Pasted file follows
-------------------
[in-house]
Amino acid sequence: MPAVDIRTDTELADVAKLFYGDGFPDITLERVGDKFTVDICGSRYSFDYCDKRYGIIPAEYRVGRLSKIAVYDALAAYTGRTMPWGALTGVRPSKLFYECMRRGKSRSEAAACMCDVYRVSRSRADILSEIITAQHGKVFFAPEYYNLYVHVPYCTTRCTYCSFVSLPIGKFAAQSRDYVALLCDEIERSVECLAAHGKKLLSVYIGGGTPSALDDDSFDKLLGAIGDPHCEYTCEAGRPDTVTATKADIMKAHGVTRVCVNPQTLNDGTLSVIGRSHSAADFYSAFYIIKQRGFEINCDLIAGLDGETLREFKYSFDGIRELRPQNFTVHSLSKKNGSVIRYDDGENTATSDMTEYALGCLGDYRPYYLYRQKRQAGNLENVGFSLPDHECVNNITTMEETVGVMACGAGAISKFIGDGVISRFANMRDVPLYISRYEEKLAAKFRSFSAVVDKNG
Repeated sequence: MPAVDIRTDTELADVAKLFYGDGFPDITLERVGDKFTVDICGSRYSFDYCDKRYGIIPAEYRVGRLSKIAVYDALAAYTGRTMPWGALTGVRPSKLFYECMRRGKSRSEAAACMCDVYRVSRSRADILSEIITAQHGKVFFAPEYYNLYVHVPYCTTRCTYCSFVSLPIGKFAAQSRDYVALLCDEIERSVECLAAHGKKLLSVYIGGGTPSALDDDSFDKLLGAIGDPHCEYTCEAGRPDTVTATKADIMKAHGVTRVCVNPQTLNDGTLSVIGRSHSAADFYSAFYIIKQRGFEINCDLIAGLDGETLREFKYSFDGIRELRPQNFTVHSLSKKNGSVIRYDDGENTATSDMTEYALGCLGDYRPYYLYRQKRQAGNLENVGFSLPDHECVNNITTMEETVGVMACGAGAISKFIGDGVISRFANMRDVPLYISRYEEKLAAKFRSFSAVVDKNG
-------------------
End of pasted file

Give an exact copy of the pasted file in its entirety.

[in-house]
Amino acid sequence: MPAVDIRTDTELADVAKLFYGDGFPDITLERVGDKFTVDICGSRYSFDYCDKRYGIIPAEYRVGRLSKIAVYDALAAYTGRTMPWGALTGVRPSKLFYECMRRGKSRSEAAACMCDVYRVSRSRADILSEIITAQHGKVFFAPEYYNLYVHVPYCTTRCTYCSFVSLPIGKFAAQSRDYVALLCDEIERSVECLAAHGKKLLSVYIGGGTPSALDDDSFDKLLGAIGDPHCEYTCEAGRPDTVTATKADIMKAHGVTRVCVNPQTLNDGTLSVIGRSHSAADFYSAFYIIKQRGFEINCDLIAGLDGETLREFKYSFDGIRELRPQNFTVHSLSKKNGSVIRYDDGENTATSDMTEYALGCLGDYRPYYLYRQKRQAGNLENVGFSLPDHECVNNITTMEETVGVMACGAGAISKFIGDGVISRFANMRDVPLYISRYEEKLAAKFRSFSAVVDKNG
Repeated sequence: MPAVDIRTDTELADVAKLFYGDGFPDITLERVGDKFTVDICGSRYSFDYCDKRYGIIPAEYRVGRLSKIAVYDALAAYTGRTMPWGALTGVRPSKLFYECMRRGKSRSEAAACMCDVYRVSRSRADILSEIITAQHGKVFFAPEYYNLYVHVPYCTTRCTYCSFVSLPIGKFAAQSRDYVALLCDEIERSVECLAAHGKKLLSVYIGGGTPSALDDDSFDKLLGAIGDPHCEYTCEAGRPDTVTATKADIMKAHGVTRVCVNPQTLNDGTLSVIGRSHSAADFYSAFYIIKQRGFEINCDLIAGLDGETLREFKYSFDGIRELRPQNFTVHSLSKKNGSVIRYDDGENTATSDMTEYALGCLGDYRPYYLYRQKRQAGNLENVGFSLPDHECVNNITTMEETVGVMACGAGAISKFIGDGVISRFANMRDVPLYISRYEEKLAAKFRSFSAVVDKNG